A single sneeze releases about 30,000 droplets, with droplets traveling at up to 200 MPH and most droplets are small and may travel great distances (easily across a room), hence a strict face cover with elbow bend, cloth or tissue paper is required to protect all others. If a person is infected, the droplets in a single cough or sneeze may contain as many as 200,000,000 (two hundred million) virus particles, which can all, be dispersed into the environment around them.
If a person coughs or sneezes, those 200,000,000 viral particles go everywhere. Some virus hangs in the air, some falls into surfaces, and most falls to the ground. So if you are face-to-face with a person, having a conversation, and that person sneezes or coughs straight at you, it is easy to see how it is possible to inhale 1,000 virus particles and become infected.
But even if that cough or sneeze was not directed at you, some infected droplets--the smallest of small--can hang in the air for a few minutes, filling every corner of a modest sized room with infectious viral particles. All you have to do is enter that room within a few minutes of the cough/sneeze and take a few breaths and you have potentially received enough viral particles to establish an infection.
The exposure to virus x time formula is the basis of contact tracing. Anyone spending greater than 10 minutes with in a face-to-face situation is potentially infected. Anyone who shares a space with you (say an office, travel place, market or cafe) for an extended period is potentially infected. This is also why it is critical for people who are symptomatic to stay home. A sneeze and a bout of cough expel so many viruses that a whole room of people may get infected.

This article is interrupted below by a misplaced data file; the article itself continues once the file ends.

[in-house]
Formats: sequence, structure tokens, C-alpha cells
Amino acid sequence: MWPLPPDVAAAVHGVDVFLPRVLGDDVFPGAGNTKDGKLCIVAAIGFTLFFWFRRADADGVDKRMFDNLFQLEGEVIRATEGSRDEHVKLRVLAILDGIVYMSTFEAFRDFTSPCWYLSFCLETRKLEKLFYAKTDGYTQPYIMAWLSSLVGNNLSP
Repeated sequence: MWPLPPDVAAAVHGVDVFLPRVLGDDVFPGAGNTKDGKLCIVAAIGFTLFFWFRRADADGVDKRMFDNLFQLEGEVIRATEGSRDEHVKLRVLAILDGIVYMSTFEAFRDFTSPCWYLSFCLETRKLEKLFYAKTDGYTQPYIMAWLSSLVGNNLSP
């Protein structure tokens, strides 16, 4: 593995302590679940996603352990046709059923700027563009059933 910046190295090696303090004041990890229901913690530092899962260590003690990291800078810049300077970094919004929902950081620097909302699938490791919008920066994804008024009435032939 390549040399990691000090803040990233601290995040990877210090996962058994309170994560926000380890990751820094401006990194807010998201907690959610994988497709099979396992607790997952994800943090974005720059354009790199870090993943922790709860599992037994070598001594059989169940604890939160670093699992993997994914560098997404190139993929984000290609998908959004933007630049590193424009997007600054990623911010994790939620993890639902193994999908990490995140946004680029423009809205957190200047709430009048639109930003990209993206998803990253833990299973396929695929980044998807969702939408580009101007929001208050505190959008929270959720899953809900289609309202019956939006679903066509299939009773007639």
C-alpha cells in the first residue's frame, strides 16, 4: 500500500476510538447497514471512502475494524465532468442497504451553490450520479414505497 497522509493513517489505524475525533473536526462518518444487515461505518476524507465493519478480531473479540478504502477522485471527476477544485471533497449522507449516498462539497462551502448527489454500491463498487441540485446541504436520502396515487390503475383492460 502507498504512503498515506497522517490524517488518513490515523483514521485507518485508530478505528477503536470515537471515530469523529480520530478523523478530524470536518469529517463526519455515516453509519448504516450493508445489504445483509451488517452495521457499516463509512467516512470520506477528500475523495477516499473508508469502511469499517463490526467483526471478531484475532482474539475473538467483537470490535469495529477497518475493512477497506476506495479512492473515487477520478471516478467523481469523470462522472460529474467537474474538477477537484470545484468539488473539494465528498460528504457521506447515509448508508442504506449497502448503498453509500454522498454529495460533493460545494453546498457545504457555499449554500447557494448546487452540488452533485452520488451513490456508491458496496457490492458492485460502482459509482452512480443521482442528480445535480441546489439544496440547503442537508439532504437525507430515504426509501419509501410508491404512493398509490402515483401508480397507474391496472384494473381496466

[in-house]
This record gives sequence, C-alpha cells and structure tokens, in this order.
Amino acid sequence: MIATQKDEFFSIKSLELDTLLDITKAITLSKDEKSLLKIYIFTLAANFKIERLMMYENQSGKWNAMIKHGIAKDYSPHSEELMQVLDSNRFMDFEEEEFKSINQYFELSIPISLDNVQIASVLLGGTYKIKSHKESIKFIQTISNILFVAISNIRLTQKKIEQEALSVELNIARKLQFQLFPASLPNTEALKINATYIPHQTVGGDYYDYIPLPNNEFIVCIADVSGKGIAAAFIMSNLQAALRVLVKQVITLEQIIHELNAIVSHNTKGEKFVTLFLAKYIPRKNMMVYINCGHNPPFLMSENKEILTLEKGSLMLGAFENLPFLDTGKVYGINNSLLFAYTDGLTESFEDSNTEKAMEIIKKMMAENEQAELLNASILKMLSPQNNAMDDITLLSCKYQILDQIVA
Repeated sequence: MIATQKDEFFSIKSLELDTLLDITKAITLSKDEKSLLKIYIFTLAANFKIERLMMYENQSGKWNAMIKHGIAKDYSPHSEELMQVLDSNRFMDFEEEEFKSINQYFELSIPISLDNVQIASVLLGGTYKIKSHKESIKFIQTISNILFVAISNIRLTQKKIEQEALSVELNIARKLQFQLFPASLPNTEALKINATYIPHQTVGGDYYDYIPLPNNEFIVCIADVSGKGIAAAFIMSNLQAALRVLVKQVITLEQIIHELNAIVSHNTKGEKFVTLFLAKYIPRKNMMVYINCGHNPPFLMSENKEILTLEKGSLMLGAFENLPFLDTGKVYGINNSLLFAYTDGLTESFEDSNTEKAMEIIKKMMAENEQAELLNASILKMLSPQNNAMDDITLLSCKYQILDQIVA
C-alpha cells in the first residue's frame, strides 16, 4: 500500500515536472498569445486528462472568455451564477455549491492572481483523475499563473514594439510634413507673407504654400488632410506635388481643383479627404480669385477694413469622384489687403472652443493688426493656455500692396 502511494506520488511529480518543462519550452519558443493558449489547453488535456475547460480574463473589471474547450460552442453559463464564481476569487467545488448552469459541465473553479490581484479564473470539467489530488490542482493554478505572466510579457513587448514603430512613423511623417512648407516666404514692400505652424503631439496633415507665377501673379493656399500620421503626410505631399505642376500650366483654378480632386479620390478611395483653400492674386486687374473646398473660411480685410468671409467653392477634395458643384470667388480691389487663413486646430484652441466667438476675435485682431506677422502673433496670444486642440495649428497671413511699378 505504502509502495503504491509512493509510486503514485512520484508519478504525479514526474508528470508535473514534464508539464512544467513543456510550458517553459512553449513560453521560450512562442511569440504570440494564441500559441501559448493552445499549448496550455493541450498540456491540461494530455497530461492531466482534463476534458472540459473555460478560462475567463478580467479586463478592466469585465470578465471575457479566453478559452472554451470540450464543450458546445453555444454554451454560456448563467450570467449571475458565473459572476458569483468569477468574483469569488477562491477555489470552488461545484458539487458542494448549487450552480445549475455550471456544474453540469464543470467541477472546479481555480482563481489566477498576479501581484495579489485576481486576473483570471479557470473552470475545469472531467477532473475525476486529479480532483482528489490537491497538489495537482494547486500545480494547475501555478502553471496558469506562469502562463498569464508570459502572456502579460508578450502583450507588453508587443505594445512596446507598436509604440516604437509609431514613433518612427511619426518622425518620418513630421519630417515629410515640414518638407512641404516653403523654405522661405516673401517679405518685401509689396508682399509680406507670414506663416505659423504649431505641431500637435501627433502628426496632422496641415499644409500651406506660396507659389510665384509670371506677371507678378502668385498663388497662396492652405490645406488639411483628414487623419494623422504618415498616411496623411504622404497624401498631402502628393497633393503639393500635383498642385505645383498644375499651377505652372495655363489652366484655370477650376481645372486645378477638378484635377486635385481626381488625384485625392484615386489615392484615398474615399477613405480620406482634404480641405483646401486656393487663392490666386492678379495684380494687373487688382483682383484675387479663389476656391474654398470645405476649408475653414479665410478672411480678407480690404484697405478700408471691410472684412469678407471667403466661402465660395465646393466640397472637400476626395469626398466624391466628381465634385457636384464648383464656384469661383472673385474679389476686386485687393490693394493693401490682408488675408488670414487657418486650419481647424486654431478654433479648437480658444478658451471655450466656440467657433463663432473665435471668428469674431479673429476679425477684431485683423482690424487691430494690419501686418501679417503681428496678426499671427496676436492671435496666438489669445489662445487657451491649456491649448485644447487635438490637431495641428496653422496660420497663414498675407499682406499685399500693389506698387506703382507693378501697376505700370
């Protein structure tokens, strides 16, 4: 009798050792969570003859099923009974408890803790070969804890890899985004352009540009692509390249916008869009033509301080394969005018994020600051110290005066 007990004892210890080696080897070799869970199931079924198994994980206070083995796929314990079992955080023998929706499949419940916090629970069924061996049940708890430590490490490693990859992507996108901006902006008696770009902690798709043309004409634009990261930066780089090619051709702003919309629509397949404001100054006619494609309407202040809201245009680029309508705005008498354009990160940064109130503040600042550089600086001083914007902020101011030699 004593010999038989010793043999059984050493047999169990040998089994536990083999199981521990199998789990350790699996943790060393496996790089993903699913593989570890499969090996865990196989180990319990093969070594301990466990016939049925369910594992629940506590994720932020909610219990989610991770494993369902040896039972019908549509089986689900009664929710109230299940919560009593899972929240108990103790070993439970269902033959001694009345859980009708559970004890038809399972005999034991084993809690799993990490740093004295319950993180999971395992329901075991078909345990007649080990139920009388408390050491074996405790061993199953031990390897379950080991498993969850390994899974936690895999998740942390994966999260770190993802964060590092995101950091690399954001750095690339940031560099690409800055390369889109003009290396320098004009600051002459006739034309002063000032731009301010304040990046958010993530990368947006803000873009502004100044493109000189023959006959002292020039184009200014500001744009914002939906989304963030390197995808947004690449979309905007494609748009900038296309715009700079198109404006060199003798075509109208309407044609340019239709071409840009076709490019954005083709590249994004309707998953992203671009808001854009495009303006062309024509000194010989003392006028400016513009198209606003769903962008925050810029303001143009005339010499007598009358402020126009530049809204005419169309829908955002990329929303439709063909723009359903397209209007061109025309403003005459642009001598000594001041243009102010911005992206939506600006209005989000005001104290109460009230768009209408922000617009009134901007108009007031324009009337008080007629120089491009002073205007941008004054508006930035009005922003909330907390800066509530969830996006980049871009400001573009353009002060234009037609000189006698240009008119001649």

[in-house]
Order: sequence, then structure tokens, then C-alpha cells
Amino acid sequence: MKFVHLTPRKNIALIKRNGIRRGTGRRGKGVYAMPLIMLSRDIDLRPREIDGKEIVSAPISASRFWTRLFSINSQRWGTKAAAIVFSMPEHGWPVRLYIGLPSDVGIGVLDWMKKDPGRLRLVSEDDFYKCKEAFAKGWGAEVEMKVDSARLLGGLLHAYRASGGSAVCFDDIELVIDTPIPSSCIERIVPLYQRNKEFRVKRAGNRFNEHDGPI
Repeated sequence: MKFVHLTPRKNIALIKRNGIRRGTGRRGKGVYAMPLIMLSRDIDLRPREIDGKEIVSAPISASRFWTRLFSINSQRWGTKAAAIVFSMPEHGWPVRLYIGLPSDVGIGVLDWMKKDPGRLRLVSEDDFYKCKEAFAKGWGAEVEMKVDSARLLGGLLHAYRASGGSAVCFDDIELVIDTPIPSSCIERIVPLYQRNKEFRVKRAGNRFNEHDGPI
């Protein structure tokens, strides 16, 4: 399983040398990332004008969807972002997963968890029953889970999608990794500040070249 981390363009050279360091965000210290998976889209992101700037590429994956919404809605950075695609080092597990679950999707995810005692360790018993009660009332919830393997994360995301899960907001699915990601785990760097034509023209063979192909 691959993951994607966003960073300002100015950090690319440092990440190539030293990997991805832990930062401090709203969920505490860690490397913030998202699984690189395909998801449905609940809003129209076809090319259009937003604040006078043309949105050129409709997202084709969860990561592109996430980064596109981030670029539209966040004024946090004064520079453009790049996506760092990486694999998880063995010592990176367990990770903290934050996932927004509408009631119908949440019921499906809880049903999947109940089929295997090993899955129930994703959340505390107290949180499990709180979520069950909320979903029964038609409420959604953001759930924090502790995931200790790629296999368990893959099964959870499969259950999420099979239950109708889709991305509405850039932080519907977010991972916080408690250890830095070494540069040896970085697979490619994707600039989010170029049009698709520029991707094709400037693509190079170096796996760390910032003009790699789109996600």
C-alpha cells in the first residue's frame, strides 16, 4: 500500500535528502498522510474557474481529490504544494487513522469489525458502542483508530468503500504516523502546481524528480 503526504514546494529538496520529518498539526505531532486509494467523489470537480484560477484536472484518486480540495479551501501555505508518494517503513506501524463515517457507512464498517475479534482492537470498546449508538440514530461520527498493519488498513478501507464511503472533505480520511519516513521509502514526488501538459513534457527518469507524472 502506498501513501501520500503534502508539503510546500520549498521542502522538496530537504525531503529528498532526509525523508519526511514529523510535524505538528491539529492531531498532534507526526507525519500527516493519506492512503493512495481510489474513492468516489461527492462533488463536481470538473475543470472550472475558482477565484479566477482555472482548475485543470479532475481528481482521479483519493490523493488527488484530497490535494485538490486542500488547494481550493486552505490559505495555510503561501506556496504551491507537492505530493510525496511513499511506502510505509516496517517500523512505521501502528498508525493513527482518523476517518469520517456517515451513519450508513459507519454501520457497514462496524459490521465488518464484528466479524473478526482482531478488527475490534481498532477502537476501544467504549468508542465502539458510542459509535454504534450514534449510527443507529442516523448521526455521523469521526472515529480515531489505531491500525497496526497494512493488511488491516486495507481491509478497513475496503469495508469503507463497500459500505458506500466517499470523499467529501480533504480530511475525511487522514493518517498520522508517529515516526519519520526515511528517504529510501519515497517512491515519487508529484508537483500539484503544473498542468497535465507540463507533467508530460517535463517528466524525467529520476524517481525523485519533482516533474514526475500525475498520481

What may be the mitigation plan? Let us get to the summary and identifying our personal roles to control the disease.
1. Every body should be wearing a mask, irrespective whether he thinks that he is exposed, infected, non infected or non exposed and all times except for sleeping, bathing or eating.
2. Covering of nose and mouth while coughing or sneezing with a piece of cloth, tissue paper or elbow bends.
3. Voluntary isolation in case of symptoms as mentioned above.
4. Avoidance of gatherings and crowded places. Do not participate in avoidable social functions.
5. Avoid face-to-face discussions.
6. Maintain social distance, which is a minimum 2 meters.
7. Work from home if possible.
8. Maintain mental and physical health by positive thinking, walking in open and scheduling the activity to avoid crowding.
9. Administration and law enforcing agencies should strictly implement Rule 144, mask in public places and social distancing.
10. A cheap an easy provision of masks may be ensured.
11. Trace, Test & Treat strategy should be implemented, monitored and audited with full vigour.
12. A change in slogan “Corona sai darna nahee, larna hai’ is warranted to “Corona sai darna nahee, bachna hai aur bachna hai’
13. Strong advocacy groups must be promoted by social media and civil administration
14. A consensus policy framed by experts in public health, health economics, patient management, mass education and advocacy groups should be framed and pursued in coherence.
We can still control the spread of COVID 19 infection by understanding the science of spread of this infection and thus avoid the impending death dance likely to ensue out of further spread of this infection.
The writer can be reached at firstname.lastname@example.org.